Anson Resources, an Australian minerals firm, recently announced that the Colorado River in the southeastern region of Utah in the United States has the potential to become one of the largest lithium deposits in North America. If properly tapped, the Colorado River deposit may yield up to 13,000 tons of lithium ore during the initial phase of operations. However, environmental and tribal groups in the area have been vocal regarding the development’s potential impact on the environment and the people of the area.
A Quick Backstory
Since 2017, Anson Resources has been keeping its eye on Utah after it reviewed environmental reports dating back to the 1960s which stated that lithium could be extracted from the brine pooling in the Paradox Formation, a basin within the Colorado Plateau that is considered a remnant of the ancient seas that flowed over the area in the prehistoric eras.
If given permission, the Australian firm plans to drill wells that could be as deep as 9,000 feet, using sun resin, a material that attaches itself to any lithium particles in the brine. The bonded particles will then be rinsed using fresh water from the Colorado River. Such a process would yield enough lithium to power up to 1.6 million new EVs and substantially boost the US domestic supply of critical minerals.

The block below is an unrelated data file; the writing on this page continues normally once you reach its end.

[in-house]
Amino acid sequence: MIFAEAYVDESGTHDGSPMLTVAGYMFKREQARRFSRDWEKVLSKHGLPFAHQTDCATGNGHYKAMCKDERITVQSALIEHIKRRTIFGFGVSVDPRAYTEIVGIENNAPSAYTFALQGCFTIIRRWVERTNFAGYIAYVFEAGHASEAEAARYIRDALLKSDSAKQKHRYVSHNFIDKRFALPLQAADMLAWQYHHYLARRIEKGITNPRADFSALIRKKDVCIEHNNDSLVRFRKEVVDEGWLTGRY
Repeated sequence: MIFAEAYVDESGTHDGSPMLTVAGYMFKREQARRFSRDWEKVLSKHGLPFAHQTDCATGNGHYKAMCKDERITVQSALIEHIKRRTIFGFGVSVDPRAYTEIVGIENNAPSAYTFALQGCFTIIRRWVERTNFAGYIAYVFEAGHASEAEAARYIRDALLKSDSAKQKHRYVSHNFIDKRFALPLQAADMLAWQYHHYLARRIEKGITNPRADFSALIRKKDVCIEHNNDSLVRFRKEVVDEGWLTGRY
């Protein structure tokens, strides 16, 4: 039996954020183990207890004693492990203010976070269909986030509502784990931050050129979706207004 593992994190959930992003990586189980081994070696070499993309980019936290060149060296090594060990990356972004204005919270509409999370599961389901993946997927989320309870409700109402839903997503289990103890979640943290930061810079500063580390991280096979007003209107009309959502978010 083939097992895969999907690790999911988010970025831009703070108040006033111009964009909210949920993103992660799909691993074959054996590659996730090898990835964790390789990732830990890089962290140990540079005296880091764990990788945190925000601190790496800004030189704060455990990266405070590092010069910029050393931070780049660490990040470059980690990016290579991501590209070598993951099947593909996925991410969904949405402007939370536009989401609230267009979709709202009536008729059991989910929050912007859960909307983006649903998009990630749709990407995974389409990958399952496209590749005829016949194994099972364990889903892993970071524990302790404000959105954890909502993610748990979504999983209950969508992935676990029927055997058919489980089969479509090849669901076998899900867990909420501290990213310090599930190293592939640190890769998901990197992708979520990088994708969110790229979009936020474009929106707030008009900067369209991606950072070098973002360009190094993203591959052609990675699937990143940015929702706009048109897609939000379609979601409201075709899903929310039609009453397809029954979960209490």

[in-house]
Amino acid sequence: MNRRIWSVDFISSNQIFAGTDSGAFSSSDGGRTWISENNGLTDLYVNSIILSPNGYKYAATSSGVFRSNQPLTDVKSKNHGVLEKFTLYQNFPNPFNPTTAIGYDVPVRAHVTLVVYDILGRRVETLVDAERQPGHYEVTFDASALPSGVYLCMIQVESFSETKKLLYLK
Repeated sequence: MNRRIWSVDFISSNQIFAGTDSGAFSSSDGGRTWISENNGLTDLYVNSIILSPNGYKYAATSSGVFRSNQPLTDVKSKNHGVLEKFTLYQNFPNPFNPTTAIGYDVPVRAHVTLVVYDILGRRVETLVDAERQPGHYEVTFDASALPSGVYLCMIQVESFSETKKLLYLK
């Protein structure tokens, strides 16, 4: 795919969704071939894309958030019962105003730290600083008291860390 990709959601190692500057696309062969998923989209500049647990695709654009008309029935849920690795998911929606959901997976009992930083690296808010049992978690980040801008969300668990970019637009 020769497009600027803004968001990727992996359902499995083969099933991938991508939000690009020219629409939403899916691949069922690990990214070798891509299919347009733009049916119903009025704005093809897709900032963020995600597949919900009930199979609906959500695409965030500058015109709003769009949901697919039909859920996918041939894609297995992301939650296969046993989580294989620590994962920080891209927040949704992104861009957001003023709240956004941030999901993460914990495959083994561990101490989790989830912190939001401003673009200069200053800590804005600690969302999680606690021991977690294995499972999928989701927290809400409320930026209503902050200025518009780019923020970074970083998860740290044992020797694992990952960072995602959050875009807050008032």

As a result, several government agencies, including the Bureau of Land Management, the Bureau of Reclamation, and the National Park Service have sent the company letters voicing their concern regarding its water rights.
Together with several environmental groups protesting against the development, these agencies advised Anson officials that new appropriations within the area have been limited to roughly around the amount of water consumed by a single-family household or that used in the irrigation of one acre of agricultural land.
Anson Resources, as of press time, has yet to submit an evaluation on how much water it plans to use in its operations.